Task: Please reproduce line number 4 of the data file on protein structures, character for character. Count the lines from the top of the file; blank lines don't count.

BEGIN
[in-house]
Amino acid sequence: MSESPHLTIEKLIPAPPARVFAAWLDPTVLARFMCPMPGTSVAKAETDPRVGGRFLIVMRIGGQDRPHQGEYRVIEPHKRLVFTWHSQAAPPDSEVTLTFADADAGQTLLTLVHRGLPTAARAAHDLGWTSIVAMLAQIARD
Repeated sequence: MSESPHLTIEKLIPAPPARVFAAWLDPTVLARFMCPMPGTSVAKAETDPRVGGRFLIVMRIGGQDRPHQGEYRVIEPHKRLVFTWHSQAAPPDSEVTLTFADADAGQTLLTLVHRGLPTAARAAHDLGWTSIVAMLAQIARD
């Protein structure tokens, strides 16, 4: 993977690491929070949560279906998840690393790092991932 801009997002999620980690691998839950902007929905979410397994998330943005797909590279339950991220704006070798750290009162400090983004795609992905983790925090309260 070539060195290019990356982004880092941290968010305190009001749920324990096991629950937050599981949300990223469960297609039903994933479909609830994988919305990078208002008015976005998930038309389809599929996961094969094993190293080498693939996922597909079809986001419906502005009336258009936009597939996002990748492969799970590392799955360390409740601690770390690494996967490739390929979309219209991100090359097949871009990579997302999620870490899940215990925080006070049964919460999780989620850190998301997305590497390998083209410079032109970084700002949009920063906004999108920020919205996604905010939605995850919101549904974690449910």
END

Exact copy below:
């Protein structure tokens, strides 16, 4: 993977690491929070949560279906998840690393790092991932 801009997002999620980690691998839950902007929905979410397994998330943005797909590279339950991220704006070798750290009162400090983004795609992905983790925090309260 070539060195290019990356982004880092941290968010305190009001749920324990096991629950937050599981949300990223469960297609039903994933479909609830994988919305990078208002008015976005998930038309389809599929996961094969094993190293080498693939996922597909079809986001419906502005009336258009936009597939996002990748492969799970590392799955360390409740601690770390690494996967490739390929979309219209991100090359097949871009990579997302999620870490899940215990925080006070049964919460999780989620850190998301997305590497390998083209410079032109970084700002949009920063906004999108920020919205996604905010939605995850919101549904974690449910």